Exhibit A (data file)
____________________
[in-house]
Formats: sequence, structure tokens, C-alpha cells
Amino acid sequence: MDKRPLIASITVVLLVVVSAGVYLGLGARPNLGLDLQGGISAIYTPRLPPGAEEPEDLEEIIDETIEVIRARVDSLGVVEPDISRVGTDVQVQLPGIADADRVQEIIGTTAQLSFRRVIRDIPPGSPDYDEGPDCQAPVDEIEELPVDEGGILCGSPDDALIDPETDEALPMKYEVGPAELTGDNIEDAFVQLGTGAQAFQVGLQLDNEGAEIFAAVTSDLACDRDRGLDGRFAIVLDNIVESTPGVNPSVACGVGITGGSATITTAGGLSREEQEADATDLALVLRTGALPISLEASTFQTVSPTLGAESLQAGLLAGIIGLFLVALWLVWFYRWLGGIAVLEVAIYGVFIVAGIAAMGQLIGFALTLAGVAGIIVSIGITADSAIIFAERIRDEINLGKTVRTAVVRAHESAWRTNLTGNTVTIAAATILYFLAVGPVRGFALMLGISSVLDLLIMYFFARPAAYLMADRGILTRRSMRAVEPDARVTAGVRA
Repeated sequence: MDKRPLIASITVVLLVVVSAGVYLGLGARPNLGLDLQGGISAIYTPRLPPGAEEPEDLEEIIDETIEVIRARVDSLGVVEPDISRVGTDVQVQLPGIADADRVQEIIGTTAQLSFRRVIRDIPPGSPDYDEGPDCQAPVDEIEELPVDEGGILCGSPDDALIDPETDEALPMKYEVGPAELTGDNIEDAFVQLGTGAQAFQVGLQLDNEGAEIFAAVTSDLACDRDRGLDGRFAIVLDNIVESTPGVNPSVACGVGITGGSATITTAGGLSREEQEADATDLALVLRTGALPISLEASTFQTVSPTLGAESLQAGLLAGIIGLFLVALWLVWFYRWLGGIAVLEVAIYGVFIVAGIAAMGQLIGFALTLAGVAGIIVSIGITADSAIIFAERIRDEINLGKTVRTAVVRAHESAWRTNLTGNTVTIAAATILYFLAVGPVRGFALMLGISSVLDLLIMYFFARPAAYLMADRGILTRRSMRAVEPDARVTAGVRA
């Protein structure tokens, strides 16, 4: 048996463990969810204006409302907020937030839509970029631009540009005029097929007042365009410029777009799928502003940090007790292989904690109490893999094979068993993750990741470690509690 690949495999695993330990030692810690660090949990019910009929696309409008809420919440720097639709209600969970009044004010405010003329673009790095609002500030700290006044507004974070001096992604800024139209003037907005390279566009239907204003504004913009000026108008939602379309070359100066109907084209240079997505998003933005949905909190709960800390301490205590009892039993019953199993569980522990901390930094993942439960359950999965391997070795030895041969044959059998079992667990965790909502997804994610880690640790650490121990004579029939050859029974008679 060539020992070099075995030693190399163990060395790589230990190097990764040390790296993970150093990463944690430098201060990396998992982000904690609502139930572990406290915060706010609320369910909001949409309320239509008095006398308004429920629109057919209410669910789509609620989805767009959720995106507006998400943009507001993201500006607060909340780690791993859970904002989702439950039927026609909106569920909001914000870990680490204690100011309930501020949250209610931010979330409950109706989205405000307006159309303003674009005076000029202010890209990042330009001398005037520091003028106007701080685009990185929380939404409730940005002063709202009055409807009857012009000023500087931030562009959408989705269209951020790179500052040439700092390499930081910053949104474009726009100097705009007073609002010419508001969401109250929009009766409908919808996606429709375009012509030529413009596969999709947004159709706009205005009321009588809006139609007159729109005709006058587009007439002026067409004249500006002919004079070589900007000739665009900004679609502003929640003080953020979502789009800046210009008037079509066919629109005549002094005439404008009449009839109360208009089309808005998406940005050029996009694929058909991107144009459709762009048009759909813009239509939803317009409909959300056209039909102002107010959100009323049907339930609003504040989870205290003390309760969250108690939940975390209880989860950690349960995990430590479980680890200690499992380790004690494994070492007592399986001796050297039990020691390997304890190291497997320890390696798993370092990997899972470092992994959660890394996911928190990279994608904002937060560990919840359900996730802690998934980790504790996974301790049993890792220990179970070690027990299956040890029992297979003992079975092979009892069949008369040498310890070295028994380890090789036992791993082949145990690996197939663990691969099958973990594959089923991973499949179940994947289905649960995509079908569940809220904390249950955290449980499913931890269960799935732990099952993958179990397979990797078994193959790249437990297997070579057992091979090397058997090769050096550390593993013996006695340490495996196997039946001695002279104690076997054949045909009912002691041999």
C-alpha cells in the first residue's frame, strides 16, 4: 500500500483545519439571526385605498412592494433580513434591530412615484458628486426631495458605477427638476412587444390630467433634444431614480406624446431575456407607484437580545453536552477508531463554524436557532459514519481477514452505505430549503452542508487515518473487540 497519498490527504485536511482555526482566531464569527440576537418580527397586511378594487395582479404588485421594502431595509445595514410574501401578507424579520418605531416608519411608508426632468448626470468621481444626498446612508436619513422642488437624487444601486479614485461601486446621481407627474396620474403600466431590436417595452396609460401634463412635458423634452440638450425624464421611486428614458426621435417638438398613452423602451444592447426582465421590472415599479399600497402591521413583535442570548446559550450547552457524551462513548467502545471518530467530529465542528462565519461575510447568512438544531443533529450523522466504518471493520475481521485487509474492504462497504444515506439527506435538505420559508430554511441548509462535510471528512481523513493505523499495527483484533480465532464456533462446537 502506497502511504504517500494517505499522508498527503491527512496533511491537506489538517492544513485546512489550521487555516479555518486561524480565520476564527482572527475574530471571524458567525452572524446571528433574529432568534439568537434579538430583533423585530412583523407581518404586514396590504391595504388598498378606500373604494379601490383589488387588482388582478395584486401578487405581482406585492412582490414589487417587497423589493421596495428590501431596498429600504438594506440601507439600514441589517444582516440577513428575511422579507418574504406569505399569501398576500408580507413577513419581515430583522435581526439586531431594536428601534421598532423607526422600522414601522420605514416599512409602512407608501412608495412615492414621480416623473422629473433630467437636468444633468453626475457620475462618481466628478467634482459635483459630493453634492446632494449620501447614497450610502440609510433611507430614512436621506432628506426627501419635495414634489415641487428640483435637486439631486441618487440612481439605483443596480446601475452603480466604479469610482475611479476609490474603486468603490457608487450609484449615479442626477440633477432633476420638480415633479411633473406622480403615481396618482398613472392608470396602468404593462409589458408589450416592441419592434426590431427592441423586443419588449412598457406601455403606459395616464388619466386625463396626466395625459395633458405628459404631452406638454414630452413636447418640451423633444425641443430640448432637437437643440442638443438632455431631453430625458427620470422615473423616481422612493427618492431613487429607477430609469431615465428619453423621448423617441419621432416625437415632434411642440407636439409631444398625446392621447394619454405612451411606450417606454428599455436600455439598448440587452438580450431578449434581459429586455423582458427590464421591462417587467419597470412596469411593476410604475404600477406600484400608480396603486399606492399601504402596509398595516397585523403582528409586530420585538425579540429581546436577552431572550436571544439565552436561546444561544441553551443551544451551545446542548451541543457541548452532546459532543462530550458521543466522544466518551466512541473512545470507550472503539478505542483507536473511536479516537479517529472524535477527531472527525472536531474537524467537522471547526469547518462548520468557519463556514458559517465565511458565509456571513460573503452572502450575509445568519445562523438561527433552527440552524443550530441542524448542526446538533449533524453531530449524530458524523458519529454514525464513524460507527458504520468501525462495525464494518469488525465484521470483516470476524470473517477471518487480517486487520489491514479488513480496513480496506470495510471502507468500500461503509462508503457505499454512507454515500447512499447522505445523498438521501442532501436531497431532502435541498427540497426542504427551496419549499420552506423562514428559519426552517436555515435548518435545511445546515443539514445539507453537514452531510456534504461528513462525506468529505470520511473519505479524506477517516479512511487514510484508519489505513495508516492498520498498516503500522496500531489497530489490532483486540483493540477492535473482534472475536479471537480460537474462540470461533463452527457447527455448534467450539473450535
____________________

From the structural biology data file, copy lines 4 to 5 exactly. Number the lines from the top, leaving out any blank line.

Repeated sequence: MDKRPLIASITVVLLVVVSAGVYLGLGARPNLGLDLQGGISAIYTPRLPPGAEEPEDLEEIIDETIEVIRARVDSLGVVEPDISRVGTDVQVQLPGIADADRVQEIIGTTAQLSFRRVIRDIPPGSPDYDEGPDCQAPVDEIEELPVDEGGILCGSPDDALIDPETDEALPMKYEVGPAELTGDNIEDAFVQLGTGAQAFQVGLQLDNEGAEIFAAVTSDLACDRDRGLDGRFAIVLDNIVESTPGVNPSVACGVGITGGSATITTAGGLSREEQEADATDLALVLRTGALPISLEASTFQTVSPTLGAESLQAGLLAGIIGLFLVALWLVWFYRWLGGIAVLEVAIYGVFIVAGIAAMGQLIGFALTLAGVAGIIVSIGITADSAIIFAERIRDEINLGKTVRTAVVRAHESAWRTNLTGNTVTIAAATILYFLAVGPVRGFALMLGISSVLDLLIMYFFARPAAYLMADRGILTRRSMRAVEPDARVTAGVRA
């Protein structure tokens, strides 16, 4: 048996463990969810204006409302907020937030839509970029631009540009005029097929007042365009410029777009799928502003940090007790292989904690109490893999094979068993993750990741470690509690 690949495999695993330990030692810690660090949990019910009929696309409008809420919440720097639709209600969970009044004010405010003329673009790095609002500030700290006044507004974070001096992604800024139209003037907005390279566009239907204003504004913009000026108008939602379309070359100066109907084209240079997505998003933005949905909190709960800390301490205590009892039993019953199993569980522990901390930094993942439960359950999965391997070795030895041969044959059998079992667990965790909502997804994610880690640790650490121990004579029939050859029974008679 060539020992070099075995030693190399163990060395790589230990190097990764040390790296993970150093990463944690430098201060990396998992982000904690609502139930572990406290915060706010609320369910909001949409309320239509008095006398308004429920629109057919209410669910789509609620989805767009959720995106507006998400943009507001993201500006607060909340780690791993859970904002989702439950039927026609909106569920909001914000870990680490204690100011309930501020949250209610931010979330409950109706989205405000307006159309303003674009005076000029202010890209990042330009001398005037520091003028106007701080685009990185929380939404409730940005002063709202009055409807009857012009000023500087931030562009959408989705269209951020790179500052040439700092390499930081910053949104474009726009100097705009007073609002010419508001969401109250929009009766409908919808996606429709375009012509030529413009596969999709947004159709706009205005009321009588809006139609007159729109005709006058587009007439002026067409004249500006002919004079070589900007000739665009900004679609502003929640003080953020979502789009800046210009008037079509066919629109005549002094005439404008009449009839109360208009089309808005998406940005050029996009694929058909991107144009459709762009048009759909813009239509939803317009409909959300056209039909102002107010959100009323049907339930609003504040989870205290003390309760969250108690939940975390209880989860950690349960995990430590479980680890200690499992380790004690494994070492007592399986001796050297039990020691390997304890190291497997320890390696798993370092990997899972470092992994959660890394996911928190990279994608904002937060560990919840359900996730802690998934980790504790996974301790049993890792220990179970070690027990299956040890029992297979003992079975092979009892069949008369040498310890070295028994380890090789036992791993082949145990690996197939663990691969099958973990594959089923991973499949179940994947289905649960995509079908569940809220904390249950955290449980499913931890269960799935732990099952993958179990397979990797078994193959790249437990297997070579057992091979090397058997090769050096550390593993013996006695340490495996196997039946001695002279104690076997054949045909009912002691041999």